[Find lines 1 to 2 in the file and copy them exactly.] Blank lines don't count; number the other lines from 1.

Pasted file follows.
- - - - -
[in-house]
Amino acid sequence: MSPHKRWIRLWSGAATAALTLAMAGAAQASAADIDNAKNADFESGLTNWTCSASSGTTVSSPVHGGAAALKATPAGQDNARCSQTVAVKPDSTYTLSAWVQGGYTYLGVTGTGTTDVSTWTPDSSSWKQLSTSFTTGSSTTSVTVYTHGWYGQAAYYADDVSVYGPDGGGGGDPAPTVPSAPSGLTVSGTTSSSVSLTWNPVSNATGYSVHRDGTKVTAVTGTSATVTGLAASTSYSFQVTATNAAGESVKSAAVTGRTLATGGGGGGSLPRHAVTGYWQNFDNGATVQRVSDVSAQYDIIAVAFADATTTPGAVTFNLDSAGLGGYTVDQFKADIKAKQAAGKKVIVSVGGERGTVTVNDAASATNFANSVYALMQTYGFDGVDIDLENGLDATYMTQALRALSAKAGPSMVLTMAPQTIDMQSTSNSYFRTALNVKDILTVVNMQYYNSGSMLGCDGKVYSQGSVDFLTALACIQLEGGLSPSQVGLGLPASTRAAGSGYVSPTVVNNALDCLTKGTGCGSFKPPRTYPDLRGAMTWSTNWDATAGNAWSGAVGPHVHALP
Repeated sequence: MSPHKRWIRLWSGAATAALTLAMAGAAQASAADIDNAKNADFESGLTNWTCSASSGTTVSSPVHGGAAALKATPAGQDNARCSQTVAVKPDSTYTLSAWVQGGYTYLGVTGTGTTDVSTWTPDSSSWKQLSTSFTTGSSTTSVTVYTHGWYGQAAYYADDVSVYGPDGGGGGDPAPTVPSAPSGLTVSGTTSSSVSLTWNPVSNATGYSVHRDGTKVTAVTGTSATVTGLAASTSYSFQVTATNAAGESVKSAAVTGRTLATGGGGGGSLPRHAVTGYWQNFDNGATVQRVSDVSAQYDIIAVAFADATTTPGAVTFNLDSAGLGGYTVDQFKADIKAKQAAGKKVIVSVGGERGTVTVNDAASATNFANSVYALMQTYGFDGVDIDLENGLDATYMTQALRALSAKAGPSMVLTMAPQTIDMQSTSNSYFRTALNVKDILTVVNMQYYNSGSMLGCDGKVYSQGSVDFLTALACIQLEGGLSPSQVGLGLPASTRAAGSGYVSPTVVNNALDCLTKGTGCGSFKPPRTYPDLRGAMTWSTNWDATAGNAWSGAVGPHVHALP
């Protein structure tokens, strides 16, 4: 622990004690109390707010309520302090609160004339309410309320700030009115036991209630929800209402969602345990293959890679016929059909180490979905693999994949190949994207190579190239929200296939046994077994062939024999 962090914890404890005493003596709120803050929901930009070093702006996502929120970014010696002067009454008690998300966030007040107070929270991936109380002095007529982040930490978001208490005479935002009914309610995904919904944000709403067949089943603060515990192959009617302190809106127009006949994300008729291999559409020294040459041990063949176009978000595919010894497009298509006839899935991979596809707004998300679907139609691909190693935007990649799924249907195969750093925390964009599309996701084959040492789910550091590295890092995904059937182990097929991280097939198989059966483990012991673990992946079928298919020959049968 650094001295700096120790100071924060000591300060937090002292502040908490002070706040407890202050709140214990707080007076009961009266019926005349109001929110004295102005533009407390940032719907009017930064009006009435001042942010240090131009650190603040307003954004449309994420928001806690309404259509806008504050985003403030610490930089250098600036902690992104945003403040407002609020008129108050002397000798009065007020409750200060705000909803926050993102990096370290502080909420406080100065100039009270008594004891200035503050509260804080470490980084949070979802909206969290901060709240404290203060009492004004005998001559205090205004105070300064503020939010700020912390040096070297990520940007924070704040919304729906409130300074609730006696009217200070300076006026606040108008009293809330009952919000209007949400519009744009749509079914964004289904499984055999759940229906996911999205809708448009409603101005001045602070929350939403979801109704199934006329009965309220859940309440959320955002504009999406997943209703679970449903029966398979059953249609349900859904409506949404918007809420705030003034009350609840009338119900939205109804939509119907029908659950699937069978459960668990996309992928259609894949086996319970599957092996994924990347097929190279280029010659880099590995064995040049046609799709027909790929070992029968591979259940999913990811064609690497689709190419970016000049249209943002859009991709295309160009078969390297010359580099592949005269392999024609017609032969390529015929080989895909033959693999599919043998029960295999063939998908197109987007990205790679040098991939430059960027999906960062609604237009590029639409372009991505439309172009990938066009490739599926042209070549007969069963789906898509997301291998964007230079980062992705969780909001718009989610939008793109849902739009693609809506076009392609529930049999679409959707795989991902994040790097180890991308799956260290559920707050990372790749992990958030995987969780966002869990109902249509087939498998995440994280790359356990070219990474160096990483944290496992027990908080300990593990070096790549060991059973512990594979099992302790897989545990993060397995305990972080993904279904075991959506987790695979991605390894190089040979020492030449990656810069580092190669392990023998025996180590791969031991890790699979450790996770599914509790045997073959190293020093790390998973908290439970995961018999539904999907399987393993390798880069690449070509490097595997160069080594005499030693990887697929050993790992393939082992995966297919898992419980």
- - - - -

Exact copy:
[in-house]
Amino acid sequence: MSPHKRWIRLWSGAATAALTLAMAGAAQASAADIDNAKNADFESGLTNWTCSASSGTTVSSPVHGGAAALKATPAGQDNARCSQTVAVKPDSTYTLSAWVQGGYTYLGVTGTGTTDVSTWTPDSSSWKQLSTSFTTGSSTTSVTVYTHGWYGQAAYYADDVSVYGPDGGGGGDPAPTVPSAPSGLTVSGTTSSSVSLTWNPVSNATGYSVHRDGTKVTAVTGTSATVTGLAASTSYSFQVTATNAAGESVKSAAVTGRTLATGGGGGGSLPRHAVTGYWQNFDNGATVQRVSDVSAQYDIIAVAFADATTTPGAVTFNLDSAGLGGYTVDQFKADIKAKQAAGKKVIVSVGGERGTVTVNDAASATNFANSVYALMQTYGFDGVDIDLENGLDATYMTQALRALSAKAGPSMVLTMAPQTIDMQSTSNSYFRTALNVKDILTVVNMQYYNSGSMLGCDGKVYSQGSVDFLTALACIQLEGGLSPSQVGLGLPASTRAAGSGYVSPTVVNNALDCLTKGTGCGSFKPPRTYPDLRGAMTWSTNWDATAGNAWSGAVGPHVHALP